Tteokguk for Lunar New Year
Posted by Shannon on 02/03/2011
Today is officially the first day of spring. 2011 is the Year of the Rabbit…this is “your” year if you were born in 1939, 1951, 1963, 1975, or 1987.
In South Korea (where I hail from) and other parts of the world, families celebrate this first day of spring by spending time with family, making a pilgrimage of sorts to their hometowns. The focus is centered on filial piety, honoring ancestors and elders.
The day is filled with games, traditional dance & music, games and food.
Traditionally, people start Lunar New Year with a bowl of Tteokguk, which represents health and longevity, in hopes of a better, healthy and long life. Tteokguk is also believed to grant good luck in the new year:
— The first day of the New Year is the new beginning for all makings.
— People start their day eating Tteokguk (white rice cake or “tteok”) to signify the day’s pure and solemn nature.
— Eating one bowl of tteokguk in the morning of New Year’s Day means that you become one year older.
— The rice cake’s round shape is said to be fashioned after coins to symbolize prosperity, while others say represents the sun.
One way to prepare Tteokguk is below, you can find the rice cake pieces at most Asian or Korean grocery stores.
Note: A good broth is key, and slow-simmered & strained beef brisket broth is a popular option. To prepare the tteok, cut the rice cake sticks diagonally and boiled in the broth until they’re very tender. Make sure you place the egg in room temperature before you beat it and add it to the broth. Cold egg will make the broth murky instead of smooth and thin ribbons.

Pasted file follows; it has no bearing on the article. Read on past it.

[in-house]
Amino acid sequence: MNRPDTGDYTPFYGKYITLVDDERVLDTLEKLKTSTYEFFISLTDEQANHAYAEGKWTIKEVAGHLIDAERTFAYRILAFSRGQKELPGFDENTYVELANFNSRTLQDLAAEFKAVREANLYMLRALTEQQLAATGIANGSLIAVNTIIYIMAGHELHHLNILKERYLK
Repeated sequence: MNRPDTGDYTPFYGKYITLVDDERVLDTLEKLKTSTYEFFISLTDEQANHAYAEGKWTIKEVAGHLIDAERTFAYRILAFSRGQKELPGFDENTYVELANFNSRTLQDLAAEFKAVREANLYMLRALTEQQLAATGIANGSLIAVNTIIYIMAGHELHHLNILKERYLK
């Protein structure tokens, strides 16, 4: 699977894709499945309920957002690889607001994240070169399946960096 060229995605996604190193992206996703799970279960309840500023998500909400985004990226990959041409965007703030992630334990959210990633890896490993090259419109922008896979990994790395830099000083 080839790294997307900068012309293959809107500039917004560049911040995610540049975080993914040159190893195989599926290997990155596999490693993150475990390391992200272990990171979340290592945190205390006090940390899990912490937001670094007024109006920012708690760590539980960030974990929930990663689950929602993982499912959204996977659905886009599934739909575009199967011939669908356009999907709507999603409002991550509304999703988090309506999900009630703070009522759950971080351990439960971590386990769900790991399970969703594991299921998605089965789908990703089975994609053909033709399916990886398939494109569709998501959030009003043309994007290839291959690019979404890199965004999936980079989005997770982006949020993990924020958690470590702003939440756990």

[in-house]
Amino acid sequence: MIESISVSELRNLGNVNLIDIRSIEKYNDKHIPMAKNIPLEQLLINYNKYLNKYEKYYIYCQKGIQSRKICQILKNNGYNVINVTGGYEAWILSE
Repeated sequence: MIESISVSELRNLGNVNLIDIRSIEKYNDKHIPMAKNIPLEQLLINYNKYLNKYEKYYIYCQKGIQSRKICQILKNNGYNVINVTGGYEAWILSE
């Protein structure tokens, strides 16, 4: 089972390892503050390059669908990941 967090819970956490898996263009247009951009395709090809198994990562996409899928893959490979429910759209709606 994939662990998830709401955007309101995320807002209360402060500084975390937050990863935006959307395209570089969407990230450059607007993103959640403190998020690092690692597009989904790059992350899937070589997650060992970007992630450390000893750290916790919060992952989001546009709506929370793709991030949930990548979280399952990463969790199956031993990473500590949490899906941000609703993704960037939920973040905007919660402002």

Tteokguk Recipe – serves four:
5 cups beef broth
1 lb sliced rice cake, soaked in water for 2 hours
1 egg, beaten
2 sheets roasted seaweed
Soy sauce to season as desired
2 scallions, cut diagonally
Black pepper to taste.
1. Prepare the beef broth in advance. Prepare the rice cake slices, then remove the egg from the refrigerator and let it sit at room temperature.
2. Bring the broth to a boil, then add the rice cake slices.
3. Let it cook until it gets soft.
4. Slice the seaweed into 4 pieces with scissors and then into strips. Set it aside.
5. Adjust the soup seasoning with soy sauce and add the scallion.
6. Swirl the soup with chopsticks while putting in the beaten egg as a stream.
7. Separate the soup into individual bowls and put a layer of crumbled seaweed over them.
Wishing you an auspicious year ahead, consistently filled with many delicious meals. Email me your picture if you make this recipe, I’d love to post it on OFPD!!